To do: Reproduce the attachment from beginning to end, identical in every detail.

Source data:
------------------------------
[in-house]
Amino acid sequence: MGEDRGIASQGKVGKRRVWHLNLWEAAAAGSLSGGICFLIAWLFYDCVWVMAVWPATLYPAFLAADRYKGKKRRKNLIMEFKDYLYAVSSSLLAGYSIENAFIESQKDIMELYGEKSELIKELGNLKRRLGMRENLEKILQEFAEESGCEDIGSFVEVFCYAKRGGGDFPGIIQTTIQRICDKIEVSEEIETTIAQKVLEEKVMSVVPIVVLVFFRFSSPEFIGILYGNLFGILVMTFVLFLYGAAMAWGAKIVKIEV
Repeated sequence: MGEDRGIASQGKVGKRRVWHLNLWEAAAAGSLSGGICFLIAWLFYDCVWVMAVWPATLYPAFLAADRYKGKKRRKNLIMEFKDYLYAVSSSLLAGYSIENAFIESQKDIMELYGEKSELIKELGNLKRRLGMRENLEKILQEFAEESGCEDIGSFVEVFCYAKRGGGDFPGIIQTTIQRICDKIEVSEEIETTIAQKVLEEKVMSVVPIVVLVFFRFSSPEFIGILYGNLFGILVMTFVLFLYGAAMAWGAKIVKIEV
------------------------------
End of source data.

[in-house]
Amino acid sequence: MGEDRGIASQGKVGKRRVWHLNLWEAAAAGSLSGGICFLIAWLFYDCVWVMAVWPATLYPAFLAADRYKGKKRRKNLIMEFKDYLYAVSSSLLAGYSIENAFIESQKDIMELYGEKSELIKELGNLKRRLGMRENLEKILQEFAEESGCEDIGSFVEVFCYAKRGGGDFPGIIQTTIQRICDKIEVSEEIETTIAQKVLEEKVMSVVPIVVLVFFRFSSPEFIGILYGNLFGILVMTFVLFLYGAAMAWGAKIVKIEV
Repeated sequence: MGEDRGIASQGKVGKRRVWHLNLWEAAAAGSLSGGICFLIAWLFYDCVWVMAVWPATLYPAFLAADRYKGKKRRKNLIMEFKDYLYAVSSSLLAGYSIENAFIESQKDIMELYGEKSELIKELGNLKRRLGMRENLEKILQEFAEESGCEDIGSFVEVFCYAKRGGGDFPGIIQTTIQRICDKIEVSEEIETTIAQKVLEEKVMSVVPIVVLVFFRFSSPEFIGILYGNLFGILVMTFVLFLYGAAMAWGAKIVKIEV